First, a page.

The notion of “vzhivanie” (literally “living into” another self), developed by Bakhtin in “Author and Hero in Aesthetic Activity” and “Toward a Philosophy of the Act,” a profoundly active approach to empathy that highlights the productive outcome of penetrating another’s psyche without losing the value-producing “surplus” yielded by the external perspective, bears striking resemblance to Max Scheler’s concept of active compassion formulated in The Nature of Sympathy. As an alternative to passive, duplicating knowledge resulting from a merging with another consciousness, recommended by many of their philosophical contemporaries, the two thinkers propose a creative understanding of one’s fellow man, grounded in the empathizer’s sovereignty as an active subject, whose individuality is not dissolved in the process of empathizing. The remarkable intellectual and spiritual affinity between the two philosophers, which exceeds the bounds of simple influence, makes for a fruitful side-by-side analysis of the related concepts of empathy.
Both philosophers reacted to the Nietzschean critique of empathy as a secondary, re-active feeling, on the one hand, and to the early twentieth century theories of passive empathy, on the other. Both took an avid interest in religious themes and had modeled their depiction of the ideal inter-personal relationship on the notion of Christian love, agape. Both vehemently rejected depersonalizing theories of cognition: Scheler criticized formal ethics in Formalism in Ethics and Non-Formal Ethics of Values and, in Ressentiment, took issue with contemporary altruism as a depersonalizing love that replaces the “individual ineffable” with a generalized social image; Bakthin consistently opposed the formal method in literary scholarship. These shared philosophical concerns and their common intellectual environment may account for the points of contiguity that cannot be explained by direct influence.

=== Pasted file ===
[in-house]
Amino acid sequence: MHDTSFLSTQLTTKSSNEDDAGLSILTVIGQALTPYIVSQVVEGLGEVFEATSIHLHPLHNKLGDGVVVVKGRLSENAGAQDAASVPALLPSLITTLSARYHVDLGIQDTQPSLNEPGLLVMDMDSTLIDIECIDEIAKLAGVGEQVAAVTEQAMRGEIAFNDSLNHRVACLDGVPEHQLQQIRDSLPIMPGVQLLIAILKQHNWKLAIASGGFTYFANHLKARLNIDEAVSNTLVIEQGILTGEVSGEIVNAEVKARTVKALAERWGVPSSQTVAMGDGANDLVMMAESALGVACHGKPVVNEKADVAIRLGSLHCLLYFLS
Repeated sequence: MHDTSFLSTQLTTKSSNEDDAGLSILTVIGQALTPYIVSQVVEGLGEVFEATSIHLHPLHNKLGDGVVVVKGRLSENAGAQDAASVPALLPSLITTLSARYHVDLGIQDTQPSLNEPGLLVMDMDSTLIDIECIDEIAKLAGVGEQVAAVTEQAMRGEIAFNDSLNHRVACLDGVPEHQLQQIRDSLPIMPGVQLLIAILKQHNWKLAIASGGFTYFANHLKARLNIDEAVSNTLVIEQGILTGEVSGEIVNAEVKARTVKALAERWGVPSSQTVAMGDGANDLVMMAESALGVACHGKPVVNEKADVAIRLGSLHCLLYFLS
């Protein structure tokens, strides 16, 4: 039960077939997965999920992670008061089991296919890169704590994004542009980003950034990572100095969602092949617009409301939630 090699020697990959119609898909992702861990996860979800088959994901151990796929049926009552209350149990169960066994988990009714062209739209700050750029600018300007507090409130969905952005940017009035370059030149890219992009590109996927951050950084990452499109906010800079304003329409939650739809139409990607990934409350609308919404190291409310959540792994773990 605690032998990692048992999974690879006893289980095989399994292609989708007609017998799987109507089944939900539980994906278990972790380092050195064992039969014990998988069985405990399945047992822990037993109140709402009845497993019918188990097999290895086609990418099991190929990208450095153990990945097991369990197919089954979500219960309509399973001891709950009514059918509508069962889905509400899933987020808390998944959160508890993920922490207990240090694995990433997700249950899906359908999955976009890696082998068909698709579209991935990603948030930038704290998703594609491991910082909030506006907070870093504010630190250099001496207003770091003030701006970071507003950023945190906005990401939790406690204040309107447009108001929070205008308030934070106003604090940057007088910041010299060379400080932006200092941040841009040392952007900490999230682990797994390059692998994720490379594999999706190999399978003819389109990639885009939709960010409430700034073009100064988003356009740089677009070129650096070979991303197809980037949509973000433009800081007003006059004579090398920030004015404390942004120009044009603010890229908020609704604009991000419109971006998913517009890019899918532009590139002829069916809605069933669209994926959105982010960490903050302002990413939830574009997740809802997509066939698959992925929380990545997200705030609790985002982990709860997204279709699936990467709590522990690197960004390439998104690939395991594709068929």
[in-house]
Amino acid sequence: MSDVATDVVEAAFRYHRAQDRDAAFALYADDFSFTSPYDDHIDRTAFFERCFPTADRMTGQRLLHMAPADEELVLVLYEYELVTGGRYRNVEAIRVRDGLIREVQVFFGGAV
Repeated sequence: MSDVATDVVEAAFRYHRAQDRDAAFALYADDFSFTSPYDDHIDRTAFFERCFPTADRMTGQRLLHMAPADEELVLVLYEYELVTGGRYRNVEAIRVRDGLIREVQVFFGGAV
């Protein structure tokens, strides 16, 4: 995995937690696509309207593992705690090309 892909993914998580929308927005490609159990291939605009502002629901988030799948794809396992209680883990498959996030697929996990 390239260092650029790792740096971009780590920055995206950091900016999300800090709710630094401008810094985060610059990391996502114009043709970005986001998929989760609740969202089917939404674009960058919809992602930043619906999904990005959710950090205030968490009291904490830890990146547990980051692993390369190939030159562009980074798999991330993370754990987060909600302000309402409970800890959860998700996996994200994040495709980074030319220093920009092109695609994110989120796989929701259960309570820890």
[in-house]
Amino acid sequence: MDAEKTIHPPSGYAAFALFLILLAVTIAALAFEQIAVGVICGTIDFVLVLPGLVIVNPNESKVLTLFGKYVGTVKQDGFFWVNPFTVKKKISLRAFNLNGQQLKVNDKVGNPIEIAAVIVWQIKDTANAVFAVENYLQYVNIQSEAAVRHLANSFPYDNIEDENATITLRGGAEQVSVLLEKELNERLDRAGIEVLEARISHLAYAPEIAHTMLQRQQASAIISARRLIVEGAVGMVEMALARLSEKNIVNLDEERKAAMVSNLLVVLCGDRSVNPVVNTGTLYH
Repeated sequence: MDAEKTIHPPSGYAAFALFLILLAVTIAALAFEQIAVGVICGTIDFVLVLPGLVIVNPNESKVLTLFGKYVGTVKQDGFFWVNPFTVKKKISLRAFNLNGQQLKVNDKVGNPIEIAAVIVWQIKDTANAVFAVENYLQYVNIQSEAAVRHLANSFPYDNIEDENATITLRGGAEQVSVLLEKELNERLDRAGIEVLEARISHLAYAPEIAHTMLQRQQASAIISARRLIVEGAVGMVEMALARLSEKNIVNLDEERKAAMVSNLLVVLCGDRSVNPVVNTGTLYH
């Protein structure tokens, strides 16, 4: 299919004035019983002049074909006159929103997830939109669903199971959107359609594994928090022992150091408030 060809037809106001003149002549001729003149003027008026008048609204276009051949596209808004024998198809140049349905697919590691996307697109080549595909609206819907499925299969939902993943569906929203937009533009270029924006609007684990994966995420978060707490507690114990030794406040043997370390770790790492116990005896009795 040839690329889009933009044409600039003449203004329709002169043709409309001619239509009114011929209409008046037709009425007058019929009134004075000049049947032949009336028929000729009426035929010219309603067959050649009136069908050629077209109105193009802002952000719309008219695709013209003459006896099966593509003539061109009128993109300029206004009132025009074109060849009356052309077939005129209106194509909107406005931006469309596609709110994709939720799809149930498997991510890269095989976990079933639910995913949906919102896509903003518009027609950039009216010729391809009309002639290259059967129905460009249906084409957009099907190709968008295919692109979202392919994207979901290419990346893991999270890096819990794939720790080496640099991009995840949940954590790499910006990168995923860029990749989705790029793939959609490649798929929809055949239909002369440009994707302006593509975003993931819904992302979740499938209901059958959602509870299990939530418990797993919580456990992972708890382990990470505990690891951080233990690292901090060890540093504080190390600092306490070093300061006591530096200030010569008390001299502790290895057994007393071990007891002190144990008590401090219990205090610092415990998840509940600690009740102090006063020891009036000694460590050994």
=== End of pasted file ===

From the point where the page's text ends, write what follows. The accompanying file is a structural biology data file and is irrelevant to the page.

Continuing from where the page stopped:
The connection between Scheler and Bakhtin has not yet been adequately explored. The two major articles addressing the issue in some detail, Vladimir Nikiforov’s “First Philosophy as Philosophy of Individual Postupok” (2001), illuminating Bakhtin’s selection of the “Act” and not the “Person,” as was Scheler’s choice, as the foundation of his philosophy, and Brian Poole’s “From Phenomenology to Dialogue: Max Scheler’s Phenomenological Tradition and Mikhail Bakhtin’s Development” (2001), documenting Bakhtin’s familiarity with Scheler’s work on sympathy, shed some light on the intriguing dialogue between the two thinkers, but leave much unsaid about the complex relationship between the philosophers’ concepts of empathy. Now, that it has been documented, Bakhtin’s use of Scheler needs to be explored in more detail. I will argue against Poole’s interpretation of Bakhtin’s reception of Scheler as passive and explore the differences as well as similarities in their two distinctive brands of personalism on the basis of “Author and Hero,” “Toward a Philosophy of the Act,” The Nature of Sympathy and On the Eternal in Man. Analysis will center on the notion of “ontological gulf” between loving individuals, the role of active empathy in the revelation of value and the significance of incarnation as the original “dialogical” act, which serves as a model of loving understanding in both theories.